Stochastic effect

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Stochastic effect
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Stochastic effect - health effects related to a person's exposure to radiation. Frequent in the treatment of diseases such as cancer. However, this cannot be clearly attributed only to the effect of radiation exposure because it is only one of many possible causes of this effect. There are currently no commonplace available biomarkers that are specific to radiation exposure.

The higher frequency of the stochastic effect in the population can be attributed to radiation exposure through epidemiological analysis - provided that, among other things, the increased frequency of this effect was sufficient to overcome the inherent statistical uncertainties[1].

The occurrence of a stochastic effect

A characteristic feature of the stochastic effect is that there is no dose below which the effect does not take place, although the likelihood of carcinogenic or hereditary effects increases with dose.

The stochastic effect may result from the irradiation of one or more cells, and the severity of the response is not dose-dependent. Therefore, the dose absorbed by a limited part of the patient's body does not provide a general perspective on the risks associated with the procedure.

The effective dose is the right amount to take. It includes irradiated tissues and organs, as well as the dose involved. This is important because some tissues and organs are more susceptible to radiation than others.

The definition of the efficient dose is the sum equivalent to each shielded tissue and organs multiplied by the appropriate tissue weighting factors[2].

Types of effects

Radiological studies distinguish two effects: deterministic and stochastic. Deterministic effects hinge on killing many cells in a relatively short time. They are induced by strong exposures, and the result of this exposure is quite well set.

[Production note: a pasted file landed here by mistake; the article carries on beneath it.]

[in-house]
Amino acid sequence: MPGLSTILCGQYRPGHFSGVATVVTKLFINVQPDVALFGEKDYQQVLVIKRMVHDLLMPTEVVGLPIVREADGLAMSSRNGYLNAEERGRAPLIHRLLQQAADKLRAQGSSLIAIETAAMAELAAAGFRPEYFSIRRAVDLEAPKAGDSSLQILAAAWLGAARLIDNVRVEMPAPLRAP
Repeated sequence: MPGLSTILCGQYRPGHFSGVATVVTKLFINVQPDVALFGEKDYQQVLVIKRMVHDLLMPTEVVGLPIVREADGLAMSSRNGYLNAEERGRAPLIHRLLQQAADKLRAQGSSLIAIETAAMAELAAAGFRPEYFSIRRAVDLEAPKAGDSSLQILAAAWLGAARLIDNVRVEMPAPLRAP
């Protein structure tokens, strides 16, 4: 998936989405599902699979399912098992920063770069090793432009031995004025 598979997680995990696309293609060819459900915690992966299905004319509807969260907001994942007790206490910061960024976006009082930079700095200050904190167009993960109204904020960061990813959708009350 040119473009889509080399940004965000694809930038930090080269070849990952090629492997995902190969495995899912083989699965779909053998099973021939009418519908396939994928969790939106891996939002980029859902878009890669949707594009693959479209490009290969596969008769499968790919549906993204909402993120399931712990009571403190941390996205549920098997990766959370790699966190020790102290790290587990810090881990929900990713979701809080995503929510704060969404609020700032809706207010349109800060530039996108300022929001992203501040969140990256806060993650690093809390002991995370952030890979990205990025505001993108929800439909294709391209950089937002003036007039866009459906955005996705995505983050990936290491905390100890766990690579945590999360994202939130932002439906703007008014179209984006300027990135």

The dose size sets the intensity of the result. The most obvious deterministic result is the victim's death within a short time (several months or less) after exposure.

The effect of radiation exposure from nuclear energy is primarily stochastic. Even in the Chernobyl accident, relatively few workers received sufficiently high doses of acute radiation to cause death within a few months or other deterministic effects.

Many more people were exposed to lower doses. The predicted emergence of cancer in these populations is late, usually by more than 10 years from the time of exposure, and it is not likely to identify specific personal victims[3].

Types of radiation

There are several types of radiation[4]:

  • x-rays and gamma rays - quality factors is 1,
  • electrons (including beta particles) - quality factors is 1,
  • neutrons (depending on energy) - quality factors is between 5-20,
  • alpha particles and fission fragments - quality factors is 20.

These quality factors correspond to the standard values recommended in the International Commission on Radiological Protection (ICRP).

Footnotes

  1. UNSCEAR, (2015), pg. 72
  2. Hall E. J., Giaccia A. J., (2006), pg. 192
  3. Bodansky D., (2007), pg. 87
  4. Bodansky D., (2007), pg. 61

References

Author: Oliwia Książek